The process of firing any employee, and particularly one who deals directly with clients, can be an arduous one for all parties. If the employee has been with the company less than two years, it is acceptable to dismiss them (with appropriate notice) for under-performance. After two years, the employee receives additional protection through the law and a disciplinary process must be followed before any termination. Even after following the correct procedures and dismissing the member of staff, the task of informing clients remains.
While it is generally accepted that the most effective way to communicate with your clients is face-to-face or by speaking to them, sometimes a more formal approach is advisable. When informing a client that one of your employees has had their employment terminated, it is always best to do so in writing. Care should be taken in how the subject of the dismissal is phrased. Give the salient facts only in reference to the dismissed employee and avoid going into too much detail.
It can give a better impression to your client if the main aim of the letter is to inform the client of a new contact within your business. An example of a positively worded start to a letter might be: "We are pleased to introduce your new client liaison contact, John Smith, who will be looking after your account from this point onwards. John has been with the company for two years."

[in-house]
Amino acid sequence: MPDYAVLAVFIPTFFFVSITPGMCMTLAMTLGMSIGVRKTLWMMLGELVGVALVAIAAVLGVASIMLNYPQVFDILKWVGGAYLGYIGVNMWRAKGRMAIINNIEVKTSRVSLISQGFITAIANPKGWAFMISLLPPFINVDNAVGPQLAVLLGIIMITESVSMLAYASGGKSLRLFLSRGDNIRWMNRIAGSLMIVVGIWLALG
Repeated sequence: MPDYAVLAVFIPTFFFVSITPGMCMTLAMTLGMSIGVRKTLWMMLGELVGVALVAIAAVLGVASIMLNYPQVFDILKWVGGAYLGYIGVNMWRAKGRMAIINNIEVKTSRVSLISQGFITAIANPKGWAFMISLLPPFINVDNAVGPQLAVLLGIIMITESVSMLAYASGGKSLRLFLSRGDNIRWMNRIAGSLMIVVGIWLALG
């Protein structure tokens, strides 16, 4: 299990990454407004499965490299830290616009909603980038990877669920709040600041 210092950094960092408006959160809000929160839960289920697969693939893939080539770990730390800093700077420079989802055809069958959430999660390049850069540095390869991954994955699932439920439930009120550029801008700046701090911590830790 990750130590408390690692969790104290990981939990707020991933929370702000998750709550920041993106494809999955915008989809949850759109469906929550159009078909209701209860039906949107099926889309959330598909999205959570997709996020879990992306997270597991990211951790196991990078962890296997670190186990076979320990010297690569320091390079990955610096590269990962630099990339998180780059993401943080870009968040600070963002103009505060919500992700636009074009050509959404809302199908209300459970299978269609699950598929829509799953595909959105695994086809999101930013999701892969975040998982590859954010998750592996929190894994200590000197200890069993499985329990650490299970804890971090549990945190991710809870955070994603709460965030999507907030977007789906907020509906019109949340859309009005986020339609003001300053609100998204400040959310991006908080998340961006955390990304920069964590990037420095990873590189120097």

Keep all information given about the dismissed employee factual and to the point. Phrases such as, "... is no longer with the company" are not specific about the manner of leaving and help to avoid generating gossip about the person who has left. If the client wishes to ask you for more information about the manner of leaving, it is up to you if you oblige them, but you should bear in mind that giving more detail about why an employee was terminated can appear unprofessional.
Make sure that you include a section in the letter reassuring the client that the service to them will not be disrupted in any way. In addition to introducing the new client liaison, state that he or she will telephone and make their own personal introduction in the near future. Speak to the new client liaison employee about the call and specify that, if they are asked about the situation with the old employee, they should use the non-specific line taken in the letter rather than engaging in gossip.
If you are unsure what the legalities of discussing a previous employee might be, it is sensible to consult an employment law professional. The libel and slander laws generally only apply to untrue statements, so if you can substantiate your comments and prove their validity, it may not be illegal to discuss why an employee was dismissed. However, it can be perceived as unprofessional and may have a negative effect on your client relations.